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Jesse Jacoby

We live in a culture of yes. In the business world, we are taught to engage, be assertive and never turn down an opportunity. All of this behavior results in a whole lot of yeses (and time commitments). After all, saying yes is fun; it often feels a lot better than saying no. To further compound the issue, most of us aim to please — our bosses, our coworkers and our teams. There is no …

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Home » Change Leadership, Research & Studies, Change Management Tools

How to Conduct High-Impact Focus Groups

Published by 6 Comments

Our last article discussed how to conduct effective stakeholder interviews for the purpose of developing your organizational change strategy. This week we address a second important method of gathering qualitative data from stakeholders: focus groups.

Focus groups are an interactive way to get cross-functional perspectives on a single issue and can prove very helpful during the course of an organizational change program. They require only moderate effort to conduct and can yield loads of valuable information in real-time. Focus groups can be used to:

  • Encourage discussion that generates opinions, beliefs, and attitudes about a specific topic of interest
  • Learn about how and why a particular group of people approach an issue
  • Build excitement and generate new ideas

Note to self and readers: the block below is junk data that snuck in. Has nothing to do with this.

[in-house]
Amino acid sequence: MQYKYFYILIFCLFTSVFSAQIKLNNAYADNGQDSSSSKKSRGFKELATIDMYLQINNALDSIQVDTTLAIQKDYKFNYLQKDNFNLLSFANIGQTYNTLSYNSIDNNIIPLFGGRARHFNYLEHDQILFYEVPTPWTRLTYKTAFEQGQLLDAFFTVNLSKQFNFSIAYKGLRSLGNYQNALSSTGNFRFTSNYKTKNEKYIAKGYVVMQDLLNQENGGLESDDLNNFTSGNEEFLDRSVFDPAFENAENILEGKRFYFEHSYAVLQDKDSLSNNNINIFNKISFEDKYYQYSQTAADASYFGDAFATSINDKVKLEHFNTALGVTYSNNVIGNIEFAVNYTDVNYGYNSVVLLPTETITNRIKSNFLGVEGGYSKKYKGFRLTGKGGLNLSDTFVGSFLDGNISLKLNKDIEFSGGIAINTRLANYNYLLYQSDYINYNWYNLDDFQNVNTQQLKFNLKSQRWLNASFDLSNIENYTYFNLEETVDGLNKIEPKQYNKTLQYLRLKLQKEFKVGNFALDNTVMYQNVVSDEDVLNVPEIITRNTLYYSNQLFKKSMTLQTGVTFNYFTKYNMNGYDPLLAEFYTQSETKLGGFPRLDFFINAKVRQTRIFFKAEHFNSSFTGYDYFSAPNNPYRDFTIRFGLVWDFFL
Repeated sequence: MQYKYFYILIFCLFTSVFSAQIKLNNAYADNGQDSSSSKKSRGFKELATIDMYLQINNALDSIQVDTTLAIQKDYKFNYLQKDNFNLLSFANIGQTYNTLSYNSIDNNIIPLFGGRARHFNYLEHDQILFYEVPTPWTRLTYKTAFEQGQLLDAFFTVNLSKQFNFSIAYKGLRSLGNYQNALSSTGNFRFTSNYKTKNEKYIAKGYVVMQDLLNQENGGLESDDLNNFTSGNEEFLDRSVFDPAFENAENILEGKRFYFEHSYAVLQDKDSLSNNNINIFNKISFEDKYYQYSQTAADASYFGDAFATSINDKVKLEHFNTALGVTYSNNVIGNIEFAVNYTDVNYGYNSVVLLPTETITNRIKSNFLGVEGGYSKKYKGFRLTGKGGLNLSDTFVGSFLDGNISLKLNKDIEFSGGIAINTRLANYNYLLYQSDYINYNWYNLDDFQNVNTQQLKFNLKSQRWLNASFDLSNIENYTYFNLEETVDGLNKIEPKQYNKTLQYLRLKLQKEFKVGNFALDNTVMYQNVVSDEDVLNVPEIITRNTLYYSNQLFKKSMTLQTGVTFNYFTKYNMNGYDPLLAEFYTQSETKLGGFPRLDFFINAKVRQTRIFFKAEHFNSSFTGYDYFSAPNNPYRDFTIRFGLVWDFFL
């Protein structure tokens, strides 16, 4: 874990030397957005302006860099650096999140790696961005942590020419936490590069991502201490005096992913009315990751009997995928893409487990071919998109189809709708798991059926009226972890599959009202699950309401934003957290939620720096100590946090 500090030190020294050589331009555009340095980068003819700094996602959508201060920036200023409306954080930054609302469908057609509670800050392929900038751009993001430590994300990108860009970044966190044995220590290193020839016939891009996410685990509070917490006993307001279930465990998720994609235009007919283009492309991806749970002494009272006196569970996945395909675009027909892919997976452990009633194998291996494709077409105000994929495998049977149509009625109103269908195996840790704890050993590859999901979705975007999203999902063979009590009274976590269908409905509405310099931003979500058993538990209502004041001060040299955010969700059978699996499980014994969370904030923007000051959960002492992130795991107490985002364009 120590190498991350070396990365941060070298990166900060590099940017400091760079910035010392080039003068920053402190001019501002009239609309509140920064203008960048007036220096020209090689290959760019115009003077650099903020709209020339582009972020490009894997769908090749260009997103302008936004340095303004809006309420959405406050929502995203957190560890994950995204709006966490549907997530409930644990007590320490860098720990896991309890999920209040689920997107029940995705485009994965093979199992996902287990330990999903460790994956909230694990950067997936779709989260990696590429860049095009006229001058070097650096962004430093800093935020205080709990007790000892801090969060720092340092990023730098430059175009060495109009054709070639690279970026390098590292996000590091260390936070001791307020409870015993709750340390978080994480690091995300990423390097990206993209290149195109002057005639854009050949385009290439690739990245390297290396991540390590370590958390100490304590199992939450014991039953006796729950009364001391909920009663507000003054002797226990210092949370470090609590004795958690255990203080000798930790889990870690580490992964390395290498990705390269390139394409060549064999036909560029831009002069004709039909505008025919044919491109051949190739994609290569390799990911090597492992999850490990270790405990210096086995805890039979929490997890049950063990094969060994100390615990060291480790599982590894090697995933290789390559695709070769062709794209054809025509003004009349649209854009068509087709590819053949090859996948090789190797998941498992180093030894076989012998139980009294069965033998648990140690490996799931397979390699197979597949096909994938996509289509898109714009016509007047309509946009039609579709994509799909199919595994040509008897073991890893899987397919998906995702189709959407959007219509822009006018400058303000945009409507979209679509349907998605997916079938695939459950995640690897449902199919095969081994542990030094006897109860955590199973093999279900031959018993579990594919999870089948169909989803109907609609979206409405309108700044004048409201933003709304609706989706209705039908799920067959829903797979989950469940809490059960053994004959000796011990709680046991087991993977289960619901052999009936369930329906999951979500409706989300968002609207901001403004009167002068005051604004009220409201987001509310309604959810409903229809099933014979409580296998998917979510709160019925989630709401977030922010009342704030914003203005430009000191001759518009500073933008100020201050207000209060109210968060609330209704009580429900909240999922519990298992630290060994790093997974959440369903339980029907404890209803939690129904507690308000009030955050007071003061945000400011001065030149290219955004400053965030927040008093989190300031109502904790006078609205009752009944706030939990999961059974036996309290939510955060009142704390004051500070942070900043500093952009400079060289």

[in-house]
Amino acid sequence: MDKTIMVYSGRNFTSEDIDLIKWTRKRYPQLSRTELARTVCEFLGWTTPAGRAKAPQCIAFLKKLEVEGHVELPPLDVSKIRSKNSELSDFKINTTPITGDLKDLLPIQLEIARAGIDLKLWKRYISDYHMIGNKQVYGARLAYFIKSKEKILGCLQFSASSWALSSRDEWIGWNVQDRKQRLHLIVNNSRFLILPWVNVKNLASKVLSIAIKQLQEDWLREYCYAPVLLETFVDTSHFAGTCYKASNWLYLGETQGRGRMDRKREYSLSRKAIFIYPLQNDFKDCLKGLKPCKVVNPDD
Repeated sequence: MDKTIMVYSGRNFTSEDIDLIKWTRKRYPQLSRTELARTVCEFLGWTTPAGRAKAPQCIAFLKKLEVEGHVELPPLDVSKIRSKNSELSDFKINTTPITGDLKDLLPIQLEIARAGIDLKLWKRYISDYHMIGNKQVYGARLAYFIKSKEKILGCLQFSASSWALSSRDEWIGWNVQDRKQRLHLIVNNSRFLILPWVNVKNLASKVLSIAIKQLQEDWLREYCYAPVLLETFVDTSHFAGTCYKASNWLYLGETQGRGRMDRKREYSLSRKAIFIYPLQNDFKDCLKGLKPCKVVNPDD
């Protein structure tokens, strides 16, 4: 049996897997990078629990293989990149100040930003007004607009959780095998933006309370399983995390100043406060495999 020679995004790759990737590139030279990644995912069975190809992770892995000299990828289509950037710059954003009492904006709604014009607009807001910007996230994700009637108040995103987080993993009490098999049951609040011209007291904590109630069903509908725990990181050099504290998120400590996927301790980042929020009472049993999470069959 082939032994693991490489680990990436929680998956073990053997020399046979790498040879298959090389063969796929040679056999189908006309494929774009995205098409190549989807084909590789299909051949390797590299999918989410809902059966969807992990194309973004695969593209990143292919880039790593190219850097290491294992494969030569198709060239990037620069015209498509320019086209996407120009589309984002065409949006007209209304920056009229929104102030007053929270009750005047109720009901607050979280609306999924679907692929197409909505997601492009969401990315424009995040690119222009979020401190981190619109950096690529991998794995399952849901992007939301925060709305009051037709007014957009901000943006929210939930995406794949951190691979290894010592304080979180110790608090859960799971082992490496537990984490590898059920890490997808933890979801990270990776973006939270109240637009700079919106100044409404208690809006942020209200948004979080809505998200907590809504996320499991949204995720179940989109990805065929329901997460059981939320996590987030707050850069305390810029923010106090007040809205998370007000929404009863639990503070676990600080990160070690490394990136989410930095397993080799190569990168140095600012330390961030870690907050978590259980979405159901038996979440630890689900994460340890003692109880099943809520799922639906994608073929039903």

For example, focus groups can be used to help define key roles and responsibilities for new processes, determine customer needs, and identify solutions to specific problems.

Follow this six-step process to conduct high-impact focus groups:

Step 1: Define the Purpose

  • Clarify the scope and purpose
  • Define expected outcomes
  • Ensure that a focus group is the right tool to achieve objectives

Step 2: Identify the Participants

  • Focus groups are ideally composed of six to eight people, though size can range from four to 12 participants
  • Determine selection criteria for participants
  • Invite participants with a positive message
  • Strive to invite participants who do not know each other
  • Ensure all participates are affected by the issue in some way

Step 3: Manage the Logistics

  • Select an appropriate environment
  • Select a moderator
  • Develop a list of materials and aids required for the session
  • Assign a note-taker to capture the session and ensure objectives and outcomes are met

Step 4: Develop the Questions

  • Determine the number of questions necessary based on the duration of the focus group
  • Follow key question with “probes” (3-5 bullet points) that allow the further investigation of a specific topic
  • Four types of open-ended questions are typically asked during focus groups: Introductory, Transition, Key, and Ending
  • Organize the questions in a logical order and develop a detailed session design and script

Step 5: Conduct the Session

  • Incorporate a standard introduction
  • Focus discussions on the key issues
  • Use pauses and probing questions to further the discussion and surface core issues
  • Listen for comments that are vague or inconsistent and seek more clarification
  • Use subtle group control to manage experts, dominant talkers, shy participants, and ramblers
  • Capture as much of the session as possible with good note-taking
  • Capture all voices—there are no “dumb” answers